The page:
FBI: Gardiner may have given developer ticket to Lightfoot inaugural during bribery scheme

Four years ago, Mayor Lori Lightfoot earned a standing ovation during her inaugural address when she lectured members of a new City Council about profiting from their office.

“Reform is here,” she declared.

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It turns out a ticket to hear Lightfoot’s scolding may have become part of a lengthy FBI bribery investigation into one of the very Council members on the stage that day: Ald. Jim Gardiner (45th).

Gardiner may have provided a developer with a floor ticket to the event, court records show, and investigators took it as a sign that Gardiner felt “indebted” to that developer. 

“Floor ticket,” Gardiner allegedly boasted in a text message.

That’s according to a series of FBI affidavits recently unsealed in redacted form that also suggest the feds’ investigation of Gardiner was stymied by their inability to view “the vast majority” of 4,000 text messages. The affidavits show the feds spent a year struggling to view the messages.

Mayor Lori Lightfoot waves to the crowd after taking the oath of office during the city of Chicago’s inauguration ceremony at Wintrust Arena.

Gardiner has not been charged with any criminal wrongdoing as a result of the probe, which dates back more than three years. He was reelected this year, unlike Lightfoot who left office earlier this month. 

Gardiner’s staff did not immediately comment when contacted by the Chicago Sun-Times.

The affidavits reveal that, even within a moment that seemed to signal a new day in Chicago politics, another potential scandal brewed in the background.

The Chicago Tribune earlier this month reported on one of the affidavits, filed in July 2020. Though heavily redacted, the records indicate the feds were looking into whether Gardiner took a $5,000 bribe payment from a developer to stall the Point at Six Corners. The feds had developed a cooperating source in March 2020, the records say.

The July 2020 affidavit sought a judge’s permission to search an Apple iCloud account and seize certain text messages sent between February 2019 and July 2020. The iCloud account was used by “a private Chicago businessman,” records show. A series of separately filed affidavits explain in part what happened next.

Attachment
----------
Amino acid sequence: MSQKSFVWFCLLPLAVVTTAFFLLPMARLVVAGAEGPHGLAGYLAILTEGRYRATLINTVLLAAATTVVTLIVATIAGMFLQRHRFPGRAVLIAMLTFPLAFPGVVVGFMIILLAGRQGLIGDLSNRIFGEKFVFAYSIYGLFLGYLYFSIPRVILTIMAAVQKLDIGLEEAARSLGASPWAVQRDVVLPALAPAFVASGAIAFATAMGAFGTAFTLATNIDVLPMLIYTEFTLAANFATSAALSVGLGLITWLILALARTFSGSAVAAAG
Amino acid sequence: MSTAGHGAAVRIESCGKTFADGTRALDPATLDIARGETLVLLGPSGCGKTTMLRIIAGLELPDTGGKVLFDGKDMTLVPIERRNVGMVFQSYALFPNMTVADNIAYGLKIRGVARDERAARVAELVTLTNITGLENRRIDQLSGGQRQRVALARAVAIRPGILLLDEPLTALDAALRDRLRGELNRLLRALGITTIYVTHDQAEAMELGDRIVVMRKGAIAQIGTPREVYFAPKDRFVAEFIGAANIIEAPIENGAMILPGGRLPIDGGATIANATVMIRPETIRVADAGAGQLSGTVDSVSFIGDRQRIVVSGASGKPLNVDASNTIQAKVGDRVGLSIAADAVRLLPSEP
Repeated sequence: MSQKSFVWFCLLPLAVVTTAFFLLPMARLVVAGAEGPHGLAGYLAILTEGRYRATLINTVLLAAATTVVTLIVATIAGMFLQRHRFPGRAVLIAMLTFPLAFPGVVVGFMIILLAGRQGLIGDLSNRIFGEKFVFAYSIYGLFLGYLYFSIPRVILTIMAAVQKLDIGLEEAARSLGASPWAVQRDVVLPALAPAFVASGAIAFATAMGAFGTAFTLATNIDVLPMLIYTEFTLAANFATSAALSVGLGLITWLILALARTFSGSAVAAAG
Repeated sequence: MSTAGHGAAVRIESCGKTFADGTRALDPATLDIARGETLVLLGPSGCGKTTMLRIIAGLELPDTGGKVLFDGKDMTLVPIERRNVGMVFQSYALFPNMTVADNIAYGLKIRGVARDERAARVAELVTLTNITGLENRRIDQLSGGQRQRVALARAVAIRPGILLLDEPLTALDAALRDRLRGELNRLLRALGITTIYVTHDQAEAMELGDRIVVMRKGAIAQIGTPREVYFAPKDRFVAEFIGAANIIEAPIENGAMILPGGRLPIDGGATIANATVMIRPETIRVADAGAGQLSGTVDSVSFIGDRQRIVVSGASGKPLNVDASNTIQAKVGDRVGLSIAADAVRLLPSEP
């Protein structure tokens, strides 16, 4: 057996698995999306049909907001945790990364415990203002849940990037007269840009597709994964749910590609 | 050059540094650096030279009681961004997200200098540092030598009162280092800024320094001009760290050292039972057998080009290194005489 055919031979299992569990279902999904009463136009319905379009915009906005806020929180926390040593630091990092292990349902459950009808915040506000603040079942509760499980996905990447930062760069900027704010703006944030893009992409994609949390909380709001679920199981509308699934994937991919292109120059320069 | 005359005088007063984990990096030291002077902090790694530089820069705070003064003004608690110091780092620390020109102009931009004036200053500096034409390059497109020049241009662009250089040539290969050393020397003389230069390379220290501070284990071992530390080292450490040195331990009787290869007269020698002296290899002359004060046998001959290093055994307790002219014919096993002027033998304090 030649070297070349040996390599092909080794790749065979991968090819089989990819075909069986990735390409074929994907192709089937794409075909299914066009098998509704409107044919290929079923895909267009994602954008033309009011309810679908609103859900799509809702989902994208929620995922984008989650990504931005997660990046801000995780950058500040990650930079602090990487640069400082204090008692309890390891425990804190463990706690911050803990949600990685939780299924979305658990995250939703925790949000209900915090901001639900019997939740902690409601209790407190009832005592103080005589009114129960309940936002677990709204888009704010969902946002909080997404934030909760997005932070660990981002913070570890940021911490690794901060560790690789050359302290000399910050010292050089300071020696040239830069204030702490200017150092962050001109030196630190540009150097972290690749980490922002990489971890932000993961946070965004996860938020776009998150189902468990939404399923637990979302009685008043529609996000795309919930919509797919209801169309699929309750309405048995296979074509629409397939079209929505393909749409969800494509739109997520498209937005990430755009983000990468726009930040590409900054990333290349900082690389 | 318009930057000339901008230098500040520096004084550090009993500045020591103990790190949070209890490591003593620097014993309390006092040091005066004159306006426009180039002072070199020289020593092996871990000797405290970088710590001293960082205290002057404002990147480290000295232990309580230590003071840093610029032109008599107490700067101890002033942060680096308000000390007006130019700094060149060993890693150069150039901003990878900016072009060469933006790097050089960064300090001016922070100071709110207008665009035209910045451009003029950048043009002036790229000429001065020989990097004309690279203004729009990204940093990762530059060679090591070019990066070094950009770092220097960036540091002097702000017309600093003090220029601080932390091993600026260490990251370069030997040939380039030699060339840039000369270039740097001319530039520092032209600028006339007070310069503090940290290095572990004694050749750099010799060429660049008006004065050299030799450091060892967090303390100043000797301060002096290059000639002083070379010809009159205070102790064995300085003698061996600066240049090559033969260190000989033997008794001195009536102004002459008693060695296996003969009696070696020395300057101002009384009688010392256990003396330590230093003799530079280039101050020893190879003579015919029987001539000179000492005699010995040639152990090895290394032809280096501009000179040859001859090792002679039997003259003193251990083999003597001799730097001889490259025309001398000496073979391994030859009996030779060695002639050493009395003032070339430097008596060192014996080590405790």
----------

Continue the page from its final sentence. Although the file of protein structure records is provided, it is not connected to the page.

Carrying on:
Apple produced the information sought by the feds in an encrypted format in August 2020, the records show. That data was first sent to a unit at FBI headquarters to be decrypted, then sent back to FBI Chicago, and then to the FBI’s Regional Computer Forensics Laboratory to be analyzed and formatted. That process was completed in mid-October 2020.

The analysis showed that someone used that iCloud account to send or receive about 4,000 messages between February 2019 and July 2020. But “due to an unexplained technological problem” agents were not able to view “the vast majority” of them. 

Agents then spent the next eight months trying to determine why the messages could not be viewed, it said. A prosecutor consulted with the Department of Justice’s Computer Crimes and Intellectual Property Section. And the feds tried giving the original encrypted data to the Regional Computer Forensics Laboratory in June 2021. It had no luck.

Then, “in a final attempt to decrypt,” the original data was sent to FBI headquarters. As of July 7, 2021, the messages still couldn’t be viewed, according to the affidavits.

The feds eventually sought permission in August 2021 to search a cell phone in hopes of recovering the messages, explaining to a judge that “reasonably diligent efforts have failed to recover” them.

It’s not clear whether the feds ever saw the messages. But the probe does not appear to have led to any criminal charges.

Joseph Fitzpatrick, spokesman for Chicago’s U.S. attorney’s office, declined to comment.

Meanwhile, the feds also pointed in the affidavits to messages they had successfully recovered. They said the messages “significantly strengthened” probable cause in the case and corroborated their cooperating source “in several significant ways.”

They referred to “non-official” actions that Gardiner had allegedly taken — revealed by the messages — that suggested Gardiner felt “indebted” to the developer at issue in the case. The feds called those actions “highly significant” because they took place in May 2019, around the time they suspected Gardiner had taken the $5,000 cash bribe.

In one text exchange, Gardiner allegedly offered that person a floor ticket “to what is believed to be the inauguration ceremony of the newly elected Chicago City Council members,” the feds explained, because the developer had been “very very good” to him. 

The affidavit says the text exchange occurred on May 19, 2020, but the context suggests the year was a typo. The cash payment at issue in the probe allegedly occurred in May 2019. A footnote points to May 19, 2019. And the city held inaugural ceremonies featuring Lightfoot’s speech on May 20, 2019.

“I got u a floor ticket U have been very very good to me,” Gardiner allegedly wrote in a text. “If u want to go, go. If not, but let me know.”

The developer allegedly replied, “Ok I’m in[,] see you tomorrow.”

“I put ticket inside yr door,” Gardiner allegedly wrote. 

And then Gardiner allegedly stressed, “Floor ticket.”


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